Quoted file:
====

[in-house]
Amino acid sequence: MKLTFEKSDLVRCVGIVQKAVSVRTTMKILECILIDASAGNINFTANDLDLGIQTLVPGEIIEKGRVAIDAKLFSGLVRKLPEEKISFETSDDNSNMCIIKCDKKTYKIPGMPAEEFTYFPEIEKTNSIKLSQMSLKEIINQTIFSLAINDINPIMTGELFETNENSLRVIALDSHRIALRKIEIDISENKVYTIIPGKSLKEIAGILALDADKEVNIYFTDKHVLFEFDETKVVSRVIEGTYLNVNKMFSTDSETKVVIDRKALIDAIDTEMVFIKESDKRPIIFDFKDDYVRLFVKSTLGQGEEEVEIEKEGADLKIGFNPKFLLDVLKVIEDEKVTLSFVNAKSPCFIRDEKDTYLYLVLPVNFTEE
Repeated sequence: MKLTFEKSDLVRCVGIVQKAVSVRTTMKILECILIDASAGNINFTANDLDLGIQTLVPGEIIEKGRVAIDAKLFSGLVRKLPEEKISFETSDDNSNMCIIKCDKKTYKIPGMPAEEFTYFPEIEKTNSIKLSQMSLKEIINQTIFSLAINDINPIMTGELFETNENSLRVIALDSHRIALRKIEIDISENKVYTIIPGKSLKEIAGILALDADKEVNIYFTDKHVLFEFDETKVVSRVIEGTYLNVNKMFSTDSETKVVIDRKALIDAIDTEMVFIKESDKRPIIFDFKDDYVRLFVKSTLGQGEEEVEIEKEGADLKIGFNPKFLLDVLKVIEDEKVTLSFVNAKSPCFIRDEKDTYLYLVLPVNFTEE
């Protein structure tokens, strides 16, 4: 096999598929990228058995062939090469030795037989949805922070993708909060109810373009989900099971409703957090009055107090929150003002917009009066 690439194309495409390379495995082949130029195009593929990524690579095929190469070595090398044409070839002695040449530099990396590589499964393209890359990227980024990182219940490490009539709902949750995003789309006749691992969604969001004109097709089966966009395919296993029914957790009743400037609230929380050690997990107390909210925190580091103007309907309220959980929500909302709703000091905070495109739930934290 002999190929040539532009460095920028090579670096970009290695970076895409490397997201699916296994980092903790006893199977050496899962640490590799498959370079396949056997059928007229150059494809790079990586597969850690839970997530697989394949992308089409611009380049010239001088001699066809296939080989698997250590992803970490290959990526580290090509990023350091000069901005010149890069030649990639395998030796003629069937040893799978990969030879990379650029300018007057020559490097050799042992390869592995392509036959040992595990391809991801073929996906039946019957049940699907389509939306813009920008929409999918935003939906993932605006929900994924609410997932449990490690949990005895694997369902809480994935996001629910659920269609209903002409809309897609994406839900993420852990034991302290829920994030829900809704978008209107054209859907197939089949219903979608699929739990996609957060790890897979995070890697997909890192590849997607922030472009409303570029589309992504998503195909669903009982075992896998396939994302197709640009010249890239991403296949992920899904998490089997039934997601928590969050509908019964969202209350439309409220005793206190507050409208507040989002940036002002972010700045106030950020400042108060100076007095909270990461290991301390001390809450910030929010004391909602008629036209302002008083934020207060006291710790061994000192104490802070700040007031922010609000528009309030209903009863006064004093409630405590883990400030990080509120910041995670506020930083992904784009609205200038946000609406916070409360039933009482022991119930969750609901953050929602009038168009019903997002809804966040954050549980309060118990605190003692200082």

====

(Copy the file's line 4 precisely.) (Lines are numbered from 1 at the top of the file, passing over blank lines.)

């Protein structure tokens, strides 16, 4: 096999598929990228058995062939090469030795037989949805922070993708909060109810373009989900099971409703957090009055107090929150003002917009009066 690439194309495409390379495995082949130029195009593929990524690579095929190469070595090398044409070839002695040449530099990396590589499964393209890359990227980024990182219940490490009539709902949750995003789309006749691992969604969001004109097709089966966009395919296993029914957790009743400037609230929380050690997990107390909210925190580091103007309907309220959980929500909302709703000091905070495109739930934290 002999190929040539532009460095920028090579670096970009290695970076895409490397997201699916296994980092903790006893199977050496899962640490590799498959370079396949056997059928007229150059494809790079990586597969850690839970997530697989394949992308089409611009380049010239001088001699066809296939080989698997250590992803970490290959990526580290090509990023350091000069901005010149890069030649990639395998030796003629069937040893799978990969030879990379650029300018007057020559490097050799042992390869592995392509036959040992595990391809991801073929996906039946019957049940699907389509939306813009920008929409999918935003939906993932605006929900994924609410997932449990490690949990005895694997369902809480994935996001629910659920269609209903002409809309897609994406839900993420852990034991302290829920994030829900809704978008209107054209859907197939089949219903979608699929739990996609957060790890897979995070890697997909890192590849997607922030472009409303570029589309992504998503195909669903009982075992896998396939994302197709640009010249890239991403296949992920899904998490089997039934997601928590969050509908019964969202209350439309409220005793206190507050409208507040989002940036002002972010700045106030950020400042108060100076007095909270990461290991301390001390809450910030929010004391909602008629036209302002008083934020207060006291710790061994000192104490802070700040007031922010609000528009309030209903009863006064004093409630405590883990400030990080509120910041995670506020930083992904784009609205200038946000609406916070409360039933009482022991119930969750609901953050929602009038168009019903997002809804966040954050549980309060118990605190003692200082």